TAMIMI:  World of religion. 

CARLSON:  He leads a movement of thousands of people. 

TAMIMI:  You see, if somebody is insane, I shouldn't be taking the blame for his insanity. 

CARLSON:  Might help to distance yourself from him, aggressively. 

TAMIMI:  Yes, but Muslims should not be—Muslims should not be blackmailed to apologize for everything every other Muslim does. 

CARLSON:  I'm not defending either the occupation of Palestine, and I'm not defending, for that matter, the war in Iraq, but there is a qualitative and moral difference between what's happening in Israel and happening in Iraq and what happened yesterday in London. 

TAMIMI:  Yes, if you're dealing with white European people, then they're super class, super humans.  When you're dealing with people from Asia or Africa, that's subhuman. 

CARLSON:  That is such a stupid point.  That doesn't address at all what I just said.  There's no racial angle in it.  It's a question of intentionally targeting civilians. 

TAMIMI:  The Americans intentionally targeted civilians in Iraq.  Do you deny that?  They targeted—the intentionally...


TAMIMI:  ... targeted civilians in Afghanistan?


CARLSON:  I don't speak for the Israelis, but I am an American, and I can tell you that Americans have never intentionally targeted civilians in Iraq.  I don't support the war in Iraq, and I'm happy to refute what you just said.  Because what you said is totally untrue. 

TAMIMI:  What's untrue?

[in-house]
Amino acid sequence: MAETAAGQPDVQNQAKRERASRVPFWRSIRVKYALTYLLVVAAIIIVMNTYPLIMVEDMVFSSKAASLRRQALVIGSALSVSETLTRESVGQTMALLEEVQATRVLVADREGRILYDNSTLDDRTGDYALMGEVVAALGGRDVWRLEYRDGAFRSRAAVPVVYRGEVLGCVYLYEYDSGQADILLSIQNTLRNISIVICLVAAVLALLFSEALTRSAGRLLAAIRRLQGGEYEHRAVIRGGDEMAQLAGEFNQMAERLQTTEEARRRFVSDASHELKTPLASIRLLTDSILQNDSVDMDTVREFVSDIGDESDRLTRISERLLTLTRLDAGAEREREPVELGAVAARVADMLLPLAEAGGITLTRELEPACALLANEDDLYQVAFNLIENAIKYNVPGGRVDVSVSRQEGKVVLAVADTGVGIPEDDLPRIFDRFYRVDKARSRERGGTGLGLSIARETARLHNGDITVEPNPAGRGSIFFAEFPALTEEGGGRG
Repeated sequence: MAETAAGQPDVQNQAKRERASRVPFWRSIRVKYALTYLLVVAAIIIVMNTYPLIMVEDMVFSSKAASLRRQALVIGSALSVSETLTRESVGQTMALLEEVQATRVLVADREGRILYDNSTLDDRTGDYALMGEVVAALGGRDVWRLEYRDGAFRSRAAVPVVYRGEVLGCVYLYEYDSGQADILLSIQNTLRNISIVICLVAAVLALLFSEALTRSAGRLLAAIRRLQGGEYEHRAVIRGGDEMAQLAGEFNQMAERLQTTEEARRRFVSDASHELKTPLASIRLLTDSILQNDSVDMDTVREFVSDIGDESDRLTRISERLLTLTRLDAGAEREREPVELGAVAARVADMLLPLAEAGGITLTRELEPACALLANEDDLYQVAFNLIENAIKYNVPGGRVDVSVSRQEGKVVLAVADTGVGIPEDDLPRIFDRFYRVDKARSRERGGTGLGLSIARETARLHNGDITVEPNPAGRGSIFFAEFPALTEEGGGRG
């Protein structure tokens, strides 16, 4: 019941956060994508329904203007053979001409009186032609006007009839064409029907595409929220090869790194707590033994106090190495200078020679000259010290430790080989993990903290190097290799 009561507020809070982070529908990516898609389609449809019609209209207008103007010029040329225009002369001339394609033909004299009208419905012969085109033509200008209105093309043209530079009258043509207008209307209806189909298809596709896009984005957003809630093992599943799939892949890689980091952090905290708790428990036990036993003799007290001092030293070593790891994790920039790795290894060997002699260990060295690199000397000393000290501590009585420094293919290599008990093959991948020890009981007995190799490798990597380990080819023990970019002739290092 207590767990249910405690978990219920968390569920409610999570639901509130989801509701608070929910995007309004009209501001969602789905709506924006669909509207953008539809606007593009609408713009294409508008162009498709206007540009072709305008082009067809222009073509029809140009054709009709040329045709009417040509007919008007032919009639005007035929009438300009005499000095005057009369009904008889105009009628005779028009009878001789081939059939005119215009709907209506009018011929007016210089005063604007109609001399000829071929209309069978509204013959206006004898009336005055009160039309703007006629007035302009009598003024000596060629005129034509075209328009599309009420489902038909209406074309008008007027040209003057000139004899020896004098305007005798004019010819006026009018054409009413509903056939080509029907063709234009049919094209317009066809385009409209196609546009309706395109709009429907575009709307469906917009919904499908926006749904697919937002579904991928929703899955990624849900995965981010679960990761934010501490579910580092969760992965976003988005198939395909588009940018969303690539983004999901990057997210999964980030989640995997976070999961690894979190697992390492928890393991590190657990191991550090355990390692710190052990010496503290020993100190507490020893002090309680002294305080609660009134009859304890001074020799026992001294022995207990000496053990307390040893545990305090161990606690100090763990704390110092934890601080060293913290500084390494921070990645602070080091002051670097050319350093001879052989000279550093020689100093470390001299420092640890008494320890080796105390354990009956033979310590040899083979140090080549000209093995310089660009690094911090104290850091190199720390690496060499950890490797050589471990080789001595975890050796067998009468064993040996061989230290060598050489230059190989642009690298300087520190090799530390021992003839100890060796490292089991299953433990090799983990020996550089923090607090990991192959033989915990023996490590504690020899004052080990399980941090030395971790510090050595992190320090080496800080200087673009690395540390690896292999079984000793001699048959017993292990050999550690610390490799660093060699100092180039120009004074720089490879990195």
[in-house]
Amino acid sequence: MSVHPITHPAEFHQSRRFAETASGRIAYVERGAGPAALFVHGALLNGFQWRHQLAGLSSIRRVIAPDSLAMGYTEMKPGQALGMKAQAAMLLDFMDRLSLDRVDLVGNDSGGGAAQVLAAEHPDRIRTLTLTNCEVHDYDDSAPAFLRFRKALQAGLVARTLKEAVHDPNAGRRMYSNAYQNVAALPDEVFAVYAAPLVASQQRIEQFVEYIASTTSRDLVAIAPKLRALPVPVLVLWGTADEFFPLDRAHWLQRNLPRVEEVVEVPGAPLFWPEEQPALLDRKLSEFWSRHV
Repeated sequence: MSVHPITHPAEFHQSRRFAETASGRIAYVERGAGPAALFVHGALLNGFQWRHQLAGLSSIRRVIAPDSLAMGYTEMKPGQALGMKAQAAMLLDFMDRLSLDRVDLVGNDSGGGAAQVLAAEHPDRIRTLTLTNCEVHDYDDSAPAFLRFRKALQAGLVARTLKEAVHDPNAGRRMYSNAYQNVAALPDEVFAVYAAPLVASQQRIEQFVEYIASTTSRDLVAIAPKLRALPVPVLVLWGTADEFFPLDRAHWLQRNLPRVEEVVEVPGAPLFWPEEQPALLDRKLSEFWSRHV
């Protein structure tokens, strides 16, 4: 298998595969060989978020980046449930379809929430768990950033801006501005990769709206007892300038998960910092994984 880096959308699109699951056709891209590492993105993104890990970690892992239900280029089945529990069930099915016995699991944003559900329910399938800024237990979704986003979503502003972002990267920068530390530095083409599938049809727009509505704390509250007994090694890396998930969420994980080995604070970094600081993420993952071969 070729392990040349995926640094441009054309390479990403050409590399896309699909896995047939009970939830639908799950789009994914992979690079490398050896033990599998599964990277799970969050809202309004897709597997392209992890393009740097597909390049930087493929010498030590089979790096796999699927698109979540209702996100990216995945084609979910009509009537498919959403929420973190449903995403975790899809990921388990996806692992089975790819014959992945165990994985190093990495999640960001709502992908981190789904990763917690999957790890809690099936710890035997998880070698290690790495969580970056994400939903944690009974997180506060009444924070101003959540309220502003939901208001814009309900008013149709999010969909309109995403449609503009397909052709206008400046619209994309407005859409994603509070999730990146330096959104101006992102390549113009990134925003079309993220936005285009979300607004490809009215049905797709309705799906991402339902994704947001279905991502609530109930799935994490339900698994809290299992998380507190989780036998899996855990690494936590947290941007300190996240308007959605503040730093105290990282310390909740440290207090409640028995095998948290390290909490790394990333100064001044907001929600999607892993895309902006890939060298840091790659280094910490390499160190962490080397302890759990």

CARLSON:  That the American military has ever intentionally targeted civilians in Iraq. 

TAMIMI:  When you drop a bomb over a district in Baghdad or Basra or elsewhere or in Mosul, do you really pick and choose?

CARLSON:  Yes.  You know, actually—you know what?  I have been to Baghdad and I've seen the effect of precision bombing, and you know what the truth is, it was very precise, it eliminated buildings and left the buildings around it stand standing.  I've seen it with my own eyes.

TAMIMI:  That's ludicrous. 

CARLSON:  It's not ridiculous.  I've seen it. 

I was reading statements you said today, that seem to suggest you were a member of Hamas.  I am going to ask you, are a member of Hamas?

TAMIMI:  That's an honor I cannot claim. 

CARLSON:  All right. 

TAMIMI:  I'm not a member of Hamas, but I support Hamas.  I sympathize with Hamas.  Hamas, for me, is national legitimate liberation movement.  Hamas fights within Palestine, against occupation, occupation recognized by international law as illegal.  Hamas has not attacked America, has not attacked Europe, has not carried any single operation outside...

CARLSON:  That is all true, and I want to congratulate you on your honesty for admitting it.  That's not something I've ever heard anyone admit in public before for the following reason: Hamas, because it is a terrorist group.  And when you say it commits acts of resistance in Israel, what you're saying is that it blows up restaurants and discotheques and hotels, and city buses, very much like the bus that was blown up on Thursday. 

TAMIMI:  Hamas makes it very clear children and civilians are not targeted.  If they get killed in these bombings, it's unfortunate. 

CARLSON:  If they get killed, it's unfortunate.  Would you like me to read you about the bombings the last four years?  They're almost exclusively, with the exception of one group of hitchhikers, soldiers, waiting to hitchhike back to a base.  They almost exclusively are places where civilians congregate like city buses. 

TAMIMI:  I can provide you with a list 100 times longer of Israeli helicopters bombing Palestinian families in their homes.  I tell you what; I have a better idea for both of us and the world, why don't we bring about an end to all this violence in Palestine?  Get Hamas and the Israeli's to agree on truce.